Growth, Convergence, and Social Cohesion in the European Union

By Pardo, Isabel | International Advances in Economic Research, November 2005 | Go to article overview

Growth, Convergence, and Social Cohesion in the European Union


Pardo, Isabel, International Advances in Economic Research


Abstract

The aim of this paper is to analyze the economic and social cohesion in the European Union. There are different factors to explain the convergence process and besides, empirical findings are not conclusive. To the European Union, GDP per head inter-regional differences have decreased for certain periods but it has remained unchanged or even increased for others periods. The second report on the economic and social cohesion indicates that some decades are necessary to eliminate regional differences. These differences in regional GDP are mainly explained by differences in their productive structures, degree of innovate activity, communications structures, which depend on the relative level of transport infrastructures, and manpower qualifications. This analysis allows us to obtain some conclusions to the economic policies and the social cohesion. (JEL O18, R58)

Introduction

Economists have been interested to determine factors that improve growth and convergence among countries and regions. The economic literature offers different arguments. The neoclassical school of thought (convergence theory) considers that the market helps growth for less developed regions, leading to convergence. On the other side, for the divergence theory, growth possibilities are different for each region and the growth process does not necessarily help convergence. Endogenous growth models have become more important since the 1980s. These models consider that convergence is difficult because differences among regions in terms of infrastructures, level of RDT and training human capital.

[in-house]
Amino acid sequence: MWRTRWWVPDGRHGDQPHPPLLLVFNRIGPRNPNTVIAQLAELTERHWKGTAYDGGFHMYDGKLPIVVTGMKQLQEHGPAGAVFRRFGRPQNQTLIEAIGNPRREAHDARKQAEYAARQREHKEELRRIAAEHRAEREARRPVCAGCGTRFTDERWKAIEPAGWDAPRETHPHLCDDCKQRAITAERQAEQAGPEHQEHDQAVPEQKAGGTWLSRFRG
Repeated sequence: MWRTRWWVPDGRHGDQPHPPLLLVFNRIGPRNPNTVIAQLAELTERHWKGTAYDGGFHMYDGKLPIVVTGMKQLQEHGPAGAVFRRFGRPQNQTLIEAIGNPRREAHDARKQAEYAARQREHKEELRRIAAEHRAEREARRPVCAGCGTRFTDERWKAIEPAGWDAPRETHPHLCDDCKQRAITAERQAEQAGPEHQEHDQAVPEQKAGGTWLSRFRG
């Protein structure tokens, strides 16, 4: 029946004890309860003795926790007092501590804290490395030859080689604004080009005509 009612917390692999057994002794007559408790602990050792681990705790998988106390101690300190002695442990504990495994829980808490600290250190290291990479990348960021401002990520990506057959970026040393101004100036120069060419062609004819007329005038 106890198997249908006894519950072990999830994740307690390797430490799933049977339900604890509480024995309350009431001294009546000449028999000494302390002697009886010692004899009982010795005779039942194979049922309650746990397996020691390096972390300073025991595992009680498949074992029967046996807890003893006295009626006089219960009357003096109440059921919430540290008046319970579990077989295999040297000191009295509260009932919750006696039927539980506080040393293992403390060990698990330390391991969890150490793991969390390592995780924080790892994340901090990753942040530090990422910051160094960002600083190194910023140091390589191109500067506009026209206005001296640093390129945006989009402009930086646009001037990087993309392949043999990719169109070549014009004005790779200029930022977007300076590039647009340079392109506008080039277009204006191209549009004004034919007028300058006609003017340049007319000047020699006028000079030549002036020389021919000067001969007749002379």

After the exposition of different theories, the paper analyzes, in the third section, the empirical findings about the convergence and the factors that explain it. According to this analysis, it is possible to have some conclusions of the economic policies and the social cohesion, and these are presented in the fourth section.

Growth and Convergence

Theories of Regional Convergence

Theories of regional convergence rest in neoclassical supposes. In a competitive economy where the prices are flexible, the resources are used fully and there are constant yields of scale. The growth is determined by the growth of the capital and the work. The different growth among regions depends on the growth of the capital and of the work. With neoclassical supposes (perfect competition and production factors mobility) the capital and the work move towards the regions that offer bigger yields. Businessmen invest where profits are greater and workers go to the regions where they are better paid.

Differences between yields factors and their mobility explain the convergence. If regions have high wages, attract labor force, and lose capital, and when regions have low wages, attract capital, and lose labor force, then GDP converge.

Theories of Regional Divergence

To the divergence theories, if growth begins anywhere, the market does not help the convergence but favors the activity concentration. According to Myrdal [1979] growth begins where there are initial advantages and then, the free market benefits to regions with better conditions. Besides the work and the capital movements also increase the differences. Regions that grow attract manpower from lagging regions. People who emigrate are the youngest, enterprising population and more qualified and then favors to the prosperous regions and harms the weakest regions. The capital also keeps the inequalities. The growth favors new investments; however, in lagging behind development regions, there are not growth prospects to promote the investment, and the needs capital stay at low levels.

The idea growth pole [Perroux, 1955] refers to interrelations between the growth centers and their nearer environment. Growth begins in some areas and these places turn into growth poles. The growth is spread across the whole. When growth begins, there is driving industries that encourage new industries.

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